Kashmir’s plea: Let police and militants fight, leave alone each other’s families
In his single storey house deep inside lush green Pulwama, Asadullah Naikoo spoke about multiple incidents of harassment he and his family have faced ever since his son, Riyaz Naikoo, left home to join militancy in 2012 and went on to become operational commander of Hizbul Mujahideen.
Pointing towards the windows and almirahs, Asadullah claimed his house had been raided and vandalised multiple times by security forces during these six years. “When the police detained me on August 29 at 11.20pm, that was the only instance among many during these years when I was not beaten up or abused and kept in a room instead of a lock-up at the local police station,” said Asadullah, a tailor by profession.
“They allowed me to wear clothes and shoes. The DSP (deputy superintendent of police) said ‘your son has issued a video statement talking about acid attacks on those taking part in panchayat polls’. He told me, ‘remember if something happens we will blast your home’,” Asadullah said.
Additional director general of police (law and order) Munir Ahmad Khan on Friday said the police do not vandalise property or harass militants’ relatives.
“We are a professional force and don’t believe in harassment of anybody. But any relative or friend of a militant who is involved in some illegal activity will be taken care of by the law.”
The detention of Asadaullah, along with the father and two brothers of another Hizbul militant, Abdul Lateef Dar (locally known as Lateef Tiger), Wednesday night, triggered a chain of abductions of relatives of policemen on Thursday night by militants, spreading fear among the families of local policemen.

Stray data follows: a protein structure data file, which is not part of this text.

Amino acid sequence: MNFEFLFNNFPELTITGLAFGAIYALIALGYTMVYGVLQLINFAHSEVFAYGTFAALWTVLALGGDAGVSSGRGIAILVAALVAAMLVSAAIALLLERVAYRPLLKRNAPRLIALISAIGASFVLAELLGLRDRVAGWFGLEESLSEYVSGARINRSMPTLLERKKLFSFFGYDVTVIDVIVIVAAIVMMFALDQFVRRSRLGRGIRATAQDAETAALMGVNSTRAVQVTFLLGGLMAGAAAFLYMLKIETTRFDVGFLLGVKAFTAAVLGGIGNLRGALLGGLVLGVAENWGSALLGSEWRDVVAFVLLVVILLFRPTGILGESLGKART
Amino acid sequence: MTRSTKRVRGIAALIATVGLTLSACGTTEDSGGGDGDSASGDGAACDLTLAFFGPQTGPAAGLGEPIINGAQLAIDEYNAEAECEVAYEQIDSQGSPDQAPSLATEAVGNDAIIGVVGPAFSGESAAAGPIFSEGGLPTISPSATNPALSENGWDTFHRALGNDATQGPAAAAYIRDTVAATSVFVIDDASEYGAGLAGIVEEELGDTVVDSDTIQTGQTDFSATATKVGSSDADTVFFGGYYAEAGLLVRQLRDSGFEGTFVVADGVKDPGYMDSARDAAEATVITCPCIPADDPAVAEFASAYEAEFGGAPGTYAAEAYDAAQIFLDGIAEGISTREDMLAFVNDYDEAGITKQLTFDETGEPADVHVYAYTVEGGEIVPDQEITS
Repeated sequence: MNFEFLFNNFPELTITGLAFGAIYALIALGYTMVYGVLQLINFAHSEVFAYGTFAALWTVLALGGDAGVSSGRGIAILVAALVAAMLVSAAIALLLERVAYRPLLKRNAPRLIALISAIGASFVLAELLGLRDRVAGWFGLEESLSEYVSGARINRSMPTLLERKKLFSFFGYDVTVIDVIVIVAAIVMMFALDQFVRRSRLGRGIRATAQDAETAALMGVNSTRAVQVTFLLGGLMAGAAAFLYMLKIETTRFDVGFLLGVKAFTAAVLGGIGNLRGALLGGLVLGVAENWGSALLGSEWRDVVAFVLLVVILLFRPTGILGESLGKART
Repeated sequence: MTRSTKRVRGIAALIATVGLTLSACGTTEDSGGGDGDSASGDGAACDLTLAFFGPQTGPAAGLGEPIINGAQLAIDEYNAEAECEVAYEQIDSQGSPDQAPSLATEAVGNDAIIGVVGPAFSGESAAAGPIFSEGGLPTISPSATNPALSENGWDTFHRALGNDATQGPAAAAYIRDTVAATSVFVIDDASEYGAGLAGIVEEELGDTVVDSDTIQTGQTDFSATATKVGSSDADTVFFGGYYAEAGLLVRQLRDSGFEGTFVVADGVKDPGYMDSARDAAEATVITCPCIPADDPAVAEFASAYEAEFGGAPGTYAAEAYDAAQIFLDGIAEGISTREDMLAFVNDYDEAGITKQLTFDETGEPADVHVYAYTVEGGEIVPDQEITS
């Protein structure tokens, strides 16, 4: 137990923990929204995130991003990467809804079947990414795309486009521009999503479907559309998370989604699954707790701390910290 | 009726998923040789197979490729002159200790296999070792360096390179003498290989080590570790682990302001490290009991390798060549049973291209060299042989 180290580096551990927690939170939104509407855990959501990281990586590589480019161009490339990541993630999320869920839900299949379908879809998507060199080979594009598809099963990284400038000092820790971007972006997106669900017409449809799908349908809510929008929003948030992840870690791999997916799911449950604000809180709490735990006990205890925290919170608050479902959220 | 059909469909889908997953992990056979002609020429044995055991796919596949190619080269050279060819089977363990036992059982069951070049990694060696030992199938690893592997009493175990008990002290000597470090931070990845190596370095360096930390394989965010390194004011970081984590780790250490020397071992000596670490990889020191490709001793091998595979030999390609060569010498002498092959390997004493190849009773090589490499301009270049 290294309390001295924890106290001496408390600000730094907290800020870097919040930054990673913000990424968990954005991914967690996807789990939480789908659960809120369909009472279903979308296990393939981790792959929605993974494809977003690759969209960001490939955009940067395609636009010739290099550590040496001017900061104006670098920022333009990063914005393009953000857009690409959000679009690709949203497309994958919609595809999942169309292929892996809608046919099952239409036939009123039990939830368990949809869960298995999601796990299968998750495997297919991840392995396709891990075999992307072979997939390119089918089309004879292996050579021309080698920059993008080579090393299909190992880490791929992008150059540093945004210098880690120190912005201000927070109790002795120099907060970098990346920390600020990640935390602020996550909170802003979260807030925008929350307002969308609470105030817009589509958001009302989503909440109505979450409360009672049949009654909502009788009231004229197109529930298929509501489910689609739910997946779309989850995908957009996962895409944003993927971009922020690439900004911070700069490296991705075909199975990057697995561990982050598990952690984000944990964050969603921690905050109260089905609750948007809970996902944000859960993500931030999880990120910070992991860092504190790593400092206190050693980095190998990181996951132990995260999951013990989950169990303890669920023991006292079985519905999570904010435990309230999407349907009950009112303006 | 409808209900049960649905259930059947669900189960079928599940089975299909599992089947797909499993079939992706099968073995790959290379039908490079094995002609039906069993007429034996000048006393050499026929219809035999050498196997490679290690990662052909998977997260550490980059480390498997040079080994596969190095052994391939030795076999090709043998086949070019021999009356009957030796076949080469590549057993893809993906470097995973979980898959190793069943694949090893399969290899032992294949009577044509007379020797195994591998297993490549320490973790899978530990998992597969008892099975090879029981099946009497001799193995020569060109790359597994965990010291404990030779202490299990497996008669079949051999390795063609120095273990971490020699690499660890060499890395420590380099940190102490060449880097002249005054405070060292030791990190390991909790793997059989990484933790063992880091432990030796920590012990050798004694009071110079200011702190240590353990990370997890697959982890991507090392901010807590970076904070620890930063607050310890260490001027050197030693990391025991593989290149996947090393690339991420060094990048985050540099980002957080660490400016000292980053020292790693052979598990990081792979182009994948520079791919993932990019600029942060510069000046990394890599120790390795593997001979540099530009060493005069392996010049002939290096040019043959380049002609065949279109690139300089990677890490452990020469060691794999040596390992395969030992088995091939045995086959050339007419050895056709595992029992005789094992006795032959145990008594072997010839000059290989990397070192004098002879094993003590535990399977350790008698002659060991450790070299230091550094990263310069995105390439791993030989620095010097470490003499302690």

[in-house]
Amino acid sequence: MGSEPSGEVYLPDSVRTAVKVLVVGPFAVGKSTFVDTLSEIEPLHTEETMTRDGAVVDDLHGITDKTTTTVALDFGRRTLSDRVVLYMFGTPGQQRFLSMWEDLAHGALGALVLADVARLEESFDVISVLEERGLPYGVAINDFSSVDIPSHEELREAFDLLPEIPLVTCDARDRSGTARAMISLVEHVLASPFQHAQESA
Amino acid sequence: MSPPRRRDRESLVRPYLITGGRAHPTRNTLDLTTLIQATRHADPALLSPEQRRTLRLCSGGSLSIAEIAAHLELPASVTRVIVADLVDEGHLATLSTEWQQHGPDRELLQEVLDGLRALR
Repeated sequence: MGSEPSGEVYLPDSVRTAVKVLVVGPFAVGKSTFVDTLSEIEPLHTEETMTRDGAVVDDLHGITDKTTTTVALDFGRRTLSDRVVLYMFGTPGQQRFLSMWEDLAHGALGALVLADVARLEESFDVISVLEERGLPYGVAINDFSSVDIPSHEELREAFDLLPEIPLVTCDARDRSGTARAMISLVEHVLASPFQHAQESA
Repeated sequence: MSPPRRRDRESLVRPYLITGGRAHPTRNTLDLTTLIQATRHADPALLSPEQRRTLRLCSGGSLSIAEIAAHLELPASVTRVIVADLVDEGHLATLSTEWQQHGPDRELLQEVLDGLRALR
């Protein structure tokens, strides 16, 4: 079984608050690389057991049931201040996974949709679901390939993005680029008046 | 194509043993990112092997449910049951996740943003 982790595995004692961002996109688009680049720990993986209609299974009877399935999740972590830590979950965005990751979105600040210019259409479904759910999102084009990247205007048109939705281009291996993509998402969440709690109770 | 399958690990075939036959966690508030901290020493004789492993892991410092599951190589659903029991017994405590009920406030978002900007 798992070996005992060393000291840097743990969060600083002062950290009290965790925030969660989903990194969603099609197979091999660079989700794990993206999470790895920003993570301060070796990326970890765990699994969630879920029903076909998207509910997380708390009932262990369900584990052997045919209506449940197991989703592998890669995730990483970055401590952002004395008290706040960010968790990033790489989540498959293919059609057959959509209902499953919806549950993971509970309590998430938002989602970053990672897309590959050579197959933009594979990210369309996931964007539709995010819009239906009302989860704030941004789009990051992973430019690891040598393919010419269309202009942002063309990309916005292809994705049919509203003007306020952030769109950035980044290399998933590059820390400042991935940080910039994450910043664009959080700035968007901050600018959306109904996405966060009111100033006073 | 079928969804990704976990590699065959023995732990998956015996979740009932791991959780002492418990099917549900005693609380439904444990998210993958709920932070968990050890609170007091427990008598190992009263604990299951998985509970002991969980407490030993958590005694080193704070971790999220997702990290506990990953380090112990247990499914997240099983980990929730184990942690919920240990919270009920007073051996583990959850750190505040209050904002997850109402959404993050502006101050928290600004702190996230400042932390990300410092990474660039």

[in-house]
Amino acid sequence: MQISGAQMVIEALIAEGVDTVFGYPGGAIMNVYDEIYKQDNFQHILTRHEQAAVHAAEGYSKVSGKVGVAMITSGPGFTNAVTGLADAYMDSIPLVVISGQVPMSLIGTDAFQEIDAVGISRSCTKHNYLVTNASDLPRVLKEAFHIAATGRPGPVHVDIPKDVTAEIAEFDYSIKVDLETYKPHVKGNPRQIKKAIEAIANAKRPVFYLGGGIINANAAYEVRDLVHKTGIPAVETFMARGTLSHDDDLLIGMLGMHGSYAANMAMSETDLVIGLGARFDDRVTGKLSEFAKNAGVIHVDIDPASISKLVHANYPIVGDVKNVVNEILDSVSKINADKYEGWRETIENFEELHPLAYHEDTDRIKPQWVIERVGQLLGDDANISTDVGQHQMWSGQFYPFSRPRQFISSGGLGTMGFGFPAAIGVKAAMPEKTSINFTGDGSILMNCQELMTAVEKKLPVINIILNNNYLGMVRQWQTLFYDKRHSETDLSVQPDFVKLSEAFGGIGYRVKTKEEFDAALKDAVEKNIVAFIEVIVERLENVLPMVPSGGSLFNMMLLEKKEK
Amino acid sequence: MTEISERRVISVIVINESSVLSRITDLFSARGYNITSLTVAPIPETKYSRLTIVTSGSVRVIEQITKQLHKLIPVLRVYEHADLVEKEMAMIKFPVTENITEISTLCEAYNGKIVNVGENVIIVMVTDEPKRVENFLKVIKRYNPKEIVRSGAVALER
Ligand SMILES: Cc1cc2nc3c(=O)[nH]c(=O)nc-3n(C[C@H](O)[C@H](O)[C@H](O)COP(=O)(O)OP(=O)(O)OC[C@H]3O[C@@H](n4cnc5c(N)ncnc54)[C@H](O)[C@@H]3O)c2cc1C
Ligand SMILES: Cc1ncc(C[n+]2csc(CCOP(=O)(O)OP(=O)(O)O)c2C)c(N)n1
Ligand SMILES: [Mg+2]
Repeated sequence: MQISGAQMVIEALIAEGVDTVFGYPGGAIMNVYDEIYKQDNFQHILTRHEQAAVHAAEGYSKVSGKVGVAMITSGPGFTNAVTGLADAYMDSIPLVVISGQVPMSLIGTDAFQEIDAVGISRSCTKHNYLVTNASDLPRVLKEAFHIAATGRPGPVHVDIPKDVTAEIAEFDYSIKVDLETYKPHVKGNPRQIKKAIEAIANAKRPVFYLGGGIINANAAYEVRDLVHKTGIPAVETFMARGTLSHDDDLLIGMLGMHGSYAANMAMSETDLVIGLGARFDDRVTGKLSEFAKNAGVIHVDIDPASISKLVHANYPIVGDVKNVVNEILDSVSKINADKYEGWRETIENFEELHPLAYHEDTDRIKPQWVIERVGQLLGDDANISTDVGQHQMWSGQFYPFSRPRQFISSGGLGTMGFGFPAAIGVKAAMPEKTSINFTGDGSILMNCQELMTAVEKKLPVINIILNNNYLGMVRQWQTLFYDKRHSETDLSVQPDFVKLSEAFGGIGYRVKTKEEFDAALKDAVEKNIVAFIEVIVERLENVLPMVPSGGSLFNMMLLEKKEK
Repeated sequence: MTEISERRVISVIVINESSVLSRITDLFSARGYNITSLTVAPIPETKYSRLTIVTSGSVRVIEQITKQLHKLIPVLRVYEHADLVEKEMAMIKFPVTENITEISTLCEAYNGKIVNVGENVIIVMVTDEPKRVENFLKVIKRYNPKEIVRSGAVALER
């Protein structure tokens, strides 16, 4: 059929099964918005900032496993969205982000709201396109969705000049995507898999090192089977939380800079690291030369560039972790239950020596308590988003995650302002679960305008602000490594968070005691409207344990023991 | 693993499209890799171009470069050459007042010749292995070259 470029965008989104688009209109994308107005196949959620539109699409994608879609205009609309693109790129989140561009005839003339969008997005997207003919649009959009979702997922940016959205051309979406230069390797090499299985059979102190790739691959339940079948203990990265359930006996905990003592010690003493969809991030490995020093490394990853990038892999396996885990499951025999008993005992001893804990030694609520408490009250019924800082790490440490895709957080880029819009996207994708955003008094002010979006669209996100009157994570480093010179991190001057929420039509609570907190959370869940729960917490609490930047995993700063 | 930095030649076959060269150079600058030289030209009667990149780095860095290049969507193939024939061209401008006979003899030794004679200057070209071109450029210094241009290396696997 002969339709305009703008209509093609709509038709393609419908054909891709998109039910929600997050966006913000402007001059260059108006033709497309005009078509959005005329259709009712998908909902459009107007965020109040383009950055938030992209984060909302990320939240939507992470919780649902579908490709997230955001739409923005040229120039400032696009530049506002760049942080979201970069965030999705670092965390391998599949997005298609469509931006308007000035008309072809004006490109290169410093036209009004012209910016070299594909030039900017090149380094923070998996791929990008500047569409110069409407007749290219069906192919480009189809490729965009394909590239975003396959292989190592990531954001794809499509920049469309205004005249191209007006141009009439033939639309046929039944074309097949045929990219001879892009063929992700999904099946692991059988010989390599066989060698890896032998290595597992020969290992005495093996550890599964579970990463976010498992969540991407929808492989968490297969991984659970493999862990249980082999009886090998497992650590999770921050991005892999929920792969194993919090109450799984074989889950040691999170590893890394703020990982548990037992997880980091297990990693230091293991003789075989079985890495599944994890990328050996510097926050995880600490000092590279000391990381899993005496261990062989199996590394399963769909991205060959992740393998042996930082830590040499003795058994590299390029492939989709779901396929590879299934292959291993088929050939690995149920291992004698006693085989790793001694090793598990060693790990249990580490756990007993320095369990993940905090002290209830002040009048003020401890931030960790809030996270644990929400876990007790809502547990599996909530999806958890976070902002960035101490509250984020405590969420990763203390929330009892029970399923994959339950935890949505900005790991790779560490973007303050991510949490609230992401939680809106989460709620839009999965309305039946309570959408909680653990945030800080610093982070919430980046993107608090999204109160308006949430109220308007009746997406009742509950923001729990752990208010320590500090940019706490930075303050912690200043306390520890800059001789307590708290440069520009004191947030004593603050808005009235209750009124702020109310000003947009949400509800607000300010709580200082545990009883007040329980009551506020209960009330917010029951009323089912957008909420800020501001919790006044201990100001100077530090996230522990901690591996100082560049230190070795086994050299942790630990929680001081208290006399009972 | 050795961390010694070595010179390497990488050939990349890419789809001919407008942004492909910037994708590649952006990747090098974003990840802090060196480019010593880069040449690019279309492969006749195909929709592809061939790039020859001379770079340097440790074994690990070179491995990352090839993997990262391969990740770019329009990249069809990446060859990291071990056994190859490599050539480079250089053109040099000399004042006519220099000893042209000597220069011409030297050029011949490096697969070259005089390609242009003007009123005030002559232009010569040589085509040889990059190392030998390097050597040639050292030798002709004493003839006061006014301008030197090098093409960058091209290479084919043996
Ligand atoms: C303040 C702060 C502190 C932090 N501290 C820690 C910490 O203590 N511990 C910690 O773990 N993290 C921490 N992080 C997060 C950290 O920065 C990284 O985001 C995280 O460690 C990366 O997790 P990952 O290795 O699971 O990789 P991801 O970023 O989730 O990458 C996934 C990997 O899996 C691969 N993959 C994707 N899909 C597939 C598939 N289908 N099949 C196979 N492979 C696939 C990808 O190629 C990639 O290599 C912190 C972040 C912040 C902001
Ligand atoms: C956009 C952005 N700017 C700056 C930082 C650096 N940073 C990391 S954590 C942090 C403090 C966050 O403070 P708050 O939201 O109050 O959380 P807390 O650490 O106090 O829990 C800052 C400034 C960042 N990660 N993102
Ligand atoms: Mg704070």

A few kilometres away in Dugripora, Lateef’s mother, Fatima, narrated something similar. She said the police had swooped on their house between 11.30pm and midnight, and took away her husband Ghulam Hassan, a farmer, and their two sons, both wall painters.
“At the police station, they told him your son picked up the son of a policeman at Pinglish in Tral and we picked you up. They asked my husband to tell his son (Dar) to surrender and, in the same breath, conceded that he won’t listen,” Fatima said.
Eleven abducted people, mostly relatives of policemen in the four south Kashmir districts (Pulwama, Anantnag, Shopian and Kulgam) were let off late on Friday after the police allowed the fathers of Naikoo, Dar and another militant, Adil Ahmad, to go home. Fatima’s two sons were also released. After the release of the policemen’s relatives, Naikoo too issued an audio statement alleging they picked up these men to make the police realise the “pain of a mother” whose son has been taken away.
He alleged that the police had been at the forefront, along with the army, in the effort to “ransack our homes and jail our family members under PSA” (Public Safety Act) whenever militants attack the army anywhere.
Families of Naikoo and Dar alleged that the police and army had been raiding their homes whenever any militancy-related incident occurred across the four districts of south Kashmir.
They narrated how the police vandalised their homes when a policeman was killed in October 2017, and how army soldiers knocked on their doors when army man Aurangzeb was kidnapped and killed in June.
“When a policeman was killed (in October last year), some 10 men beat me up and abused me. They damaged the household items and took away small electronic things. I, my brother and two other members in my family were taken into custody. They let me go after 17 days. At the time of Aurangzeb’s killing, security men again assaulted my family members,” Asadullah said, adding that the police are still holding the cousin of Riyaz Naikoo.
“What have uncles and brother-in-law of Riyaz done? Why are they being harassed?” he asked.
Fatima said her other sons and even guests were beaten up by the army on the day Aurangzeb had been kidnapped. She said that her two sons came home after spending four days in police custody before Eid.
The families have a message for both warring sides.
They not only want the police and army to stop harassing but also want militants not to target the families of policemen.
“Families of some 20 policemen live in my village. What is their fault? Similarly, the police and army harass us and even our neighbours. What is our fault?” Fatima said. “Many young men join militancy only because of this harassment. I have not seen my son for the past 16 months.”
Asadullah said families of the policemen and the militants should be left alone. “Let police and militants fight each other, they should not involve families in between. We don’t want civil war here,” he said.